I think that we can then start to design the car, like I said, iteratively going through those scenarios trying to evaluate how would this car perform compared to the current car. We feel like the current car is in a very good state with respect to driver safety.

When you look at the new car, it’s a balance between, I think you hit it on the head, of stiffness because you don’t want the intrusion typically, especially in the center section of the car, so generally the main direction of anything that would harm the driver is generally from an intrusion perspective, certainly with SAFER barriers and things of that nature nowadays, we’ve tried to attempt to as best possible mitigate the things that could impact the driver from a crush or the lack of crush perspective.

This new car implements a lot of front and rear crash structures that have been through that process and tested pretty heavily on the sort of rear — at the clip level, so we’ve taken the car to some of the test labs that all the OEMs use and have run them at load and at speed into walls.

You know, you’re right, it is a balance between all of that. We feel like we have a pretty good solution where we’re at right now, and obviously we’ll validate that out the other end. If we see anything out of that that we don’t like we’ll address it.

Q. I was wondering if you could talk about the composite bodies a little bit and what led to that change coming from I think the steel bodies from the Gen-6 to composite and how that’ll help the drivers race a little bit more aggressive on their part.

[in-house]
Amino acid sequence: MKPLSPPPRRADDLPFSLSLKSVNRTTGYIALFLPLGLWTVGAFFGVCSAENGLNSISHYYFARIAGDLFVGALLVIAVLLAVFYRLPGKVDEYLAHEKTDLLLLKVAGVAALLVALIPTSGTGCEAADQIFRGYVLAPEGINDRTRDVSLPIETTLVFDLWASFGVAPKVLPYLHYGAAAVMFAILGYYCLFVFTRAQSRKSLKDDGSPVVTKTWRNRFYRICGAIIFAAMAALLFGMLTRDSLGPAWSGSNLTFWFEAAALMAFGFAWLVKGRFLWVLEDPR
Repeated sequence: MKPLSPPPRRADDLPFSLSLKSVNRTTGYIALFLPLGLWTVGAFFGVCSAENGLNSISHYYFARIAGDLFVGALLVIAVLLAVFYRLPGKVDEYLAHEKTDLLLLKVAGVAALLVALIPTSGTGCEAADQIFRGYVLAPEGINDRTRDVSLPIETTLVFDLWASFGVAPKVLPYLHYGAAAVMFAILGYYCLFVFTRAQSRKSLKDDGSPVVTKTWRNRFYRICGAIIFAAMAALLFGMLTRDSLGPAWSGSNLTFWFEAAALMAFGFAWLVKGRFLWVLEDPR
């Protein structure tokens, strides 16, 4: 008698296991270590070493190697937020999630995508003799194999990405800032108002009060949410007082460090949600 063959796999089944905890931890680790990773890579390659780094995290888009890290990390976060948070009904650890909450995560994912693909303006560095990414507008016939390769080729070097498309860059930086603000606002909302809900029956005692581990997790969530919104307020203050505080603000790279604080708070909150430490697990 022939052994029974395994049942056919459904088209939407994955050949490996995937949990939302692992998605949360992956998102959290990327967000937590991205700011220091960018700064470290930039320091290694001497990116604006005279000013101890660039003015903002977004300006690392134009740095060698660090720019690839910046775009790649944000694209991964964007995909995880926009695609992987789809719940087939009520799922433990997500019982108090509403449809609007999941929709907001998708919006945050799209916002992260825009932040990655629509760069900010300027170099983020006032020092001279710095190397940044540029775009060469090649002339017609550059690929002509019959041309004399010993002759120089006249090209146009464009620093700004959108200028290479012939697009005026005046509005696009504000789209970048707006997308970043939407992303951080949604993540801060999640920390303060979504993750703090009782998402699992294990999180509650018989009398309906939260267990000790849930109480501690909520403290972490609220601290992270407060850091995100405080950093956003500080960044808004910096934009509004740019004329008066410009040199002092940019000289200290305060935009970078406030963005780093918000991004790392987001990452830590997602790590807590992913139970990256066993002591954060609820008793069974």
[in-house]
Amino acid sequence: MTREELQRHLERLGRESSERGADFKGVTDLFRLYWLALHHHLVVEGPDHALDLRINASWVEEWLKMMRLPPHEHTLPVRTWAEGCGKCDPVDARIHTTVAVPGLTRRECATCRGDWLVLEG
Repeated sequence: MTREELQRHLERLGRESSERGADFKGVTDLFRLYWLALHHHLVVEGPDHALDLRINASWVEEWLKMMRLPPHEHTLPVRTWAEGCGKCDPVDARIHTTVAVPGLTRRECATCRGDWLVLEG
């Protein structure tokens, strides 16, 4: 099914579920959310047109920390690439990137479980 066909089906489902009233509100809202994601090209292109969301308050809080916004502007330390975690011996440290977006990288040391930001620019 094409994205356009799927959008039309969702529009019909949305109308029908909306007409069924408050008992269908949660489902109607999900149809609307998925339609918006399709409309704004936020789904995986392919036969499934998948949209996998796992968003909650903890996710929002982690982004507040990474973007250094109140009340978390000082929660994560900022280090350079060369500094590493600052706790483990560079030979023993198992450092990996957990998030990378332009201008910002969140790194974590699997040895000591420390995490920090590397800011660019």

JOHN PROBST: Yeah, that’s a good question. We had not talked about it beyond just mentioning it in the media event that we had earlier. When you look at bodies in our sport, a few years ago we implemented a composite body in the Xfinity Series, and we feel like by and large that’s gone over really well.

If you take the scenarios of a championship race when it was at Homestead and a lot of times you guys have probably seen it, drivers that are able to ride the wall generally are faster, especially late in a run and as we go into the night there, and it feels like — an Xfinity guy with a composite body was able to make contact with the wall and continue on without really any ill effects.

Even from my team side I can say that you can be dominating at Homestead and have a little brush against the wall with a sheet metal body and you get that little bit of deformation, almost like a soda can or something that you’d smash, that once you lose the shape, you run the potential I guess that you could help the car, and you see that occasionally, but more than not you hurt the car and you really impact your day and your performance.

We see it also when cars get together, you’ll see a lot of times the damage will impact the performance of the car as they move forward but then also a lot of times you’ll see flat tires result from that. That’s another thing we haven’t talked a whole lot about is we’ve tried to inset the tires a little bit off the body so that they’re not the first point of contact. We feel like we’ll make some progress there. Will it be perfect? No, you’re still going to be able to find a way to hit a car and have an issue with your tire, but in particular the composite body in Cup is something that we took the lessons learned from the Xfinity project that we did several years in the making now.